Canadian Electrical Industry News Week

Following two months of double-digit gains in March and April, the total value of building permits issued in May fell 14.5% to $6.7 billion. Declines were recorded in five provinces, led by Ontario, which had posted a notable increase the previous month. The residential, industrial, institutional and commercial sectors were all affected.
Chart 1: Total value of permits


Economy Chart 1

In the residential sector, the value of permits declined 13.5% to $3.9 billion in May, ending a string of three consecutive monthly increases. Declines were registered in seven provinces, with Ontario and Alberta responsible for much of the decrease. British Columbia, in turn, reported the largest gain.


Canadian municipalities issued non-residential building permits worth $2.8 billion in May, down 16.0% from April. This decline followed gains of 24.8% in March and 31.7% in April. Increases in seven provinces and one territory were not sufficiently large to offset decreases in the other provinces and territories. Ontario led the decline, followed by British Columbia and Newfoundland and Labrador.


Residential sector: Lower construction intentions for both multi-family and single-family dwellings


The value of multi-family dwelling permits fell for a second consecutive month, down 22.9% to $1.6 billion in May. The decrease stemmed from lower construction intentions in every province and territory, except British Columbia, New Brunswick and Nunavut.

Contractors took out $2.3 billion worth of building permits for single-family dwellings in May, down 5.5% from the previous month. This was the third decline in four months. Decreases were posted in five provinces, with Ontario recording the largest decline, followed by Alberta, a distant second. Quebec registered the largest gain.

Nationally, municipalities authorized the construction of 15,381 new dwellings in May, down 14.8% from April. The decrease came mainly from multi-family dwellings, down 20.6% to 9,719 units. The number of single-family dwellings declined 2.8% to 5,662 units.

Chart 2: Residential and non-residential sectors

Economy Chart 2

Non-residential sector: Large decline in the institutional component


The value of permits for institutional buildings fell 34.0% to $867 million in May, after posting gains of 83.7% in March and 88.1% in April. The decrease at the national level resulted from lower construction intentions for medical facilities, which recorded a large increase in April. Declines were registered in four provinces, with Ontario accounting for most of the drop, followed by British Columbia. Gains were posted in the six remaining provinces, led by Alberta, and were mainly the result of higher construction intentions for educational facilities.

In the industrial component, construction intentions fell 15.6% to $408 million in May, following three straight monthly advances. The decline originated from lower construction intentions for utilities buildings and transportation-related buildings. Declines were reported in six provinces, led by Ontario and Newfoundland and Labrador. Alberta and Quebec posted the largest gains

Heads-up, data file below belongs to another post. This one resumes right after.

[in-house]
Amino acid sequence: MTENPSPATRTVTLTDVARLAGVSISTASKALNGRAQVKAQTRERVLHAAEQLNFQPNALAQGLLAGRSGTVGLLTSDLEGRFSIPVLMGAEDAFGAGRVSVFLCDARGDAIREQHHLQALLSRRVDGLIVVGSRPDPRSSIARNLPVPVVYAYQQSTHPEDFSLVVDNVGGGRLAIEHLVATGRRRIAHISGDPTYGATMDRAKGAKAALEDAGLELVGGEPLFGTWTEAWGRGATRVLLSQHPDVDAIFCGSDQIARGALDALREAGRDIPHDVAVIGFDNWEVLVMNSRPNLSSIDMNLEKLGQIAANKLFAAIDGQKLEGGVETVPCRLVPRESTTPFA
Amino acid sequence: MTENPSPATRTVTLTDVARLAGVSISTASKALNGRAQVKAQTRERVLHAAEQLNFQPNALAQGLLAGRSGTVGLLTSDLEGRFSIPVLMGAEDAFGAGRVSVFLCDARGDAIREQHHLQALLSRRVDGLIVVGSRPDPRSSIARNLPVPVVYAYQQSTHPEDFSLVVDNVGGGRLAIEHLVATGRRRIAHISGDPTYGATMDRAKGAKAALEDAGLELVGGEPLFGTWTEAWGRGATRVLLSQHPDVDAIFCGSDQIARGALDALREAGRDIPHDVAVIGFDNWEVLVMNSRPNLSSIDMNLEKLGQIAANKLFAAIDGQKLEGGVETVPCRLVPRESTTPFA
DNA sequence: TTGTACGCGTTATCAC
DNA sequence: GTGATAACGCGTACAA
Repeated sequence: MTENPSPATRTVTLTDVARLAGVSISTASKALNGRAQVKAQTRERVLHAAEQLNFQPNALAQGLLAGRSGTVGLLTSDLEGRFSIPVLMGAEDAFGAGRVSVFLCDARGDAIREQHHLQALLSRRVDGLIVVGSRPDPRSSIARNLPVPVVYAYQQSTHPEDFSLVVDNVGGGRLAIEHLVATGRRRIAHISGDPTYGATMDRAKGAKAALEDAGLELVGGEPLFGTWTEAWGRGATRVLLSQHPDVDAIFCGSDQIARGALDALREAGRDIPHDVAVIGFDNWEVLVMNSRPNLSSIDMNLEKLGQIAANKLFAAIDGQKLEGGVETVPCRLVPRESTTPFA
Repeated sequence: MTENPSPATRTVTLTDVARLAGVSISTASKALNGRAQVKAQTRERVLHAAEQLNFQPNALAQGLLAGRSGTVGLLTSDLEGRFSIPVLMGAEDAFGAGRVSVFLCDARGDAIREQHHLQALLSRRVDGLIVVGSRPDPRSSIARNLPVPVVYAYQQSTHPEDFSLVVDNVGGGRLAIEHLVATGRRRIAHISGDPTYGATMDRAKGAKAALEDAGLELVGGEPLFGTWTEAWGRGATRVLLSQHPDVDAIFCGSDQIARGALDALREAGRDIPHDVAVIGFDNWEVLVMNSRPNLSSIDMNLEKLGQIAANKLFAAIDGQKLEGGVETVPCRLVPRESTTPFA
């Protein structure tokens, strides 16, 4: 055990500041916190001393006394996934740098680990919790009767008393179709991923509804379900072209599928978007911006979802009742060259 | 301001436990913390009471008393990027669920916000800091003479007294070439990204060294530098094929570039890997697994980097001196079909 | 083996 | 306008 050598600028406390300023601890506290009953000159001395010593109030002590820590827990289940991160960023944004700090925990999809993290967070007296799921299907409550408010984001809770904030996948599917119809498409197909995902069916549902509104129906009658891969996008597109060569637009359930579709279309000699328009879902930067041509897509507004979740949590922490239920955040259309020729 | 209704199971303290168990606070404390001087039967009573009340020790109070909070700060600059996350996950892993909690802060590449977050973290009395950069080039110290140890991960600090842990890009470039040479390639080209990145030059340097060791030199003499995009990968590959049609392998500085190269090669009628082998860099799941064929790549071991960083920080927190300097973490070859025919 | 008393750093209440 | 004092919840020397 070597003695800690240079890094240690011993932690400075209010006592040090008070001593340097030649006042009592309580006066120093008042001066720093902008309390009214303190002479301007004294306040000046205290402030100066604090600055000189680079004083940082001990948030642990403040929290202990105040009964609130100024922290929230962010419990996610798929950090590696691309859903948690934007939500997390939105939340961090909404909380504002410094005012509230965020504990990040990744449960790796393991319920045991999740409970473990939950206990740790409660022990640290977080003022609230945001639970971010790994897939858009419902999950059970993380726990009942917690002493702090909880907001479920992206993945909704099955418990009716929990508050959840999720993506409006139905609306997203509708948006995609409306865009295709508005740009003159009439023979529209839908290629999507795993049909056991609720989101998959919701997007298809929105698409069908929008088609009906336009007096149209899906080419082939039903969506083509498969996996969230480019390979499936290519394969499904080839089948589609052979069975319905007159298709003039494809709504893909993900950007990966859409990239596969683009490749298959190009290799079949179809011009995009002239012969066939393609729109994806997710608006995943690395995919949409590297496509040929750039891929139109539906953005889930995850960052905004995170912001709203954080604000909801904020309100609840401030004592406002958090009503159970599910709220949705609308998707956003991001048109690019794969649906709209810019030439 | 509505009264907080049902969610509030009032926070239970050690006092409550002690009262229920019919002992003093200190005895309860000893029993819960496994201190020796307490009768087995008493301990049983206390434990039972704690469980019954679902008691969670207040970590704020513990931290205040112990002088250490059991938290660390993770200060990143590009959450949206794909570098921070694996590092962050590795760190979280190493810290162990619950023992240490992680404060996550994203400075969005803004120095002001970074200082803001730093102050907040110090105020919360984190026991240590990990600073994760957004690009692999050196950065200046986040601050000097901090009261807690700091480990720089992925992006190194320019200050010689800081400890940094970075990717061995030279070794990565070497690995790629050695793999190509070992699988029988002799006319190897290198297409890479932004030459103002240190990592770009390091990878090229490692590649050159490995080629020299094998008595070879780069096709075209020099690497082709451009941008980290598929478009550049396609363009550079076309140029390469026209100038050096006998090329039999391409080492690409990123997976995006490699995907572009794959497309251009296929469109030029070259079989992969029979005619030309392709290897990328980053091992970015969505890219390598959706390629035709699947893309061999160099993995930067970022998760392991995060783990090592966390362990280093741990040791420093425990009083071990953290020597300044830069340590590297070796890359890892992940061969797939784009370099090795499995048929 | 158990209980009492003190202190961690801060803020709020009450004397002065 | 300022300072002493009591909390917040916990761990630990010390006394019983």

Commercial building permit values totalled $1.5 billion in May, edging down 0.4% from a month earlier. Lower intentions for retail complexes, hotels and restaurants, warehouses as well as other minor commercial projects more than offset increased intentions for recreational buildings, office buildings and laboratories. British Columbia registered the biggest decline, while Quebec recorded the largest increase.

Permit values down in five provinces

The total value of building permits declined in five provinces in May, with Ontario posting the largest decrease, followed by British Columbia, Alberta, Newfoundland and Labrador and Nova Scotia.
After reporting the largest increase the previous month, Ontario posted a decline, mostly as a result of lower construction intentions for institutional buildings, multi-family dwellings and single-family houses. In British Columbia, the decrease originated from commercial structures, institutional buildings and single-family dwellings.

In Alberta, the decline was mostly attributable to multi-family dwellings, single-family houses and commercial buildings. In Newfoundland and Labrador, lower construction intentions for industrial buildings explained much of the decline, while in Nova Scotia, lower intentions for multi-family dwellings were responsible for the decline.

In contrast, Quebec and New Brunswick registered the largest increases. In Quebec, the increase came from higher construction intentions for non-residential buildings and single-family dwellings. In New Brunswick, the gain was attributable to every component, except industrial buildings.

Lower construction intentions in almost half of the census metropolitan areas

In May, the total value of permits fell in 16 of the 34 census metropolitan areas, with Toronto posting the largest decline, followed by Calgary and Vancouver.

In Toronto, the decline originated from institutional buildings and multi-family dwellings. Both components were up notably the previous month. In Calgary, lower construction intentions for multi-family dwellings and, to a lesser extent, industrial buildings and institutional buildings were responsible for the decline. In Vancouver, commercial and institutional buildings accounted for much of the decrease.

In contrast, Hamilton and Edmonton posted the largest gains. In Hamilton, the advance was attributable to higher intentions for institutional buildings, while in Edmonton, increased construction intentions for multi-family dwellings, institutional structures and industrial buildings more than offset lower intentions for single-family dwellings and commercial buildings.

Source: Statistics Canada, http://www.statcan.gc.ca/daily-quotidien/150708/cg-a001-eng.htm.

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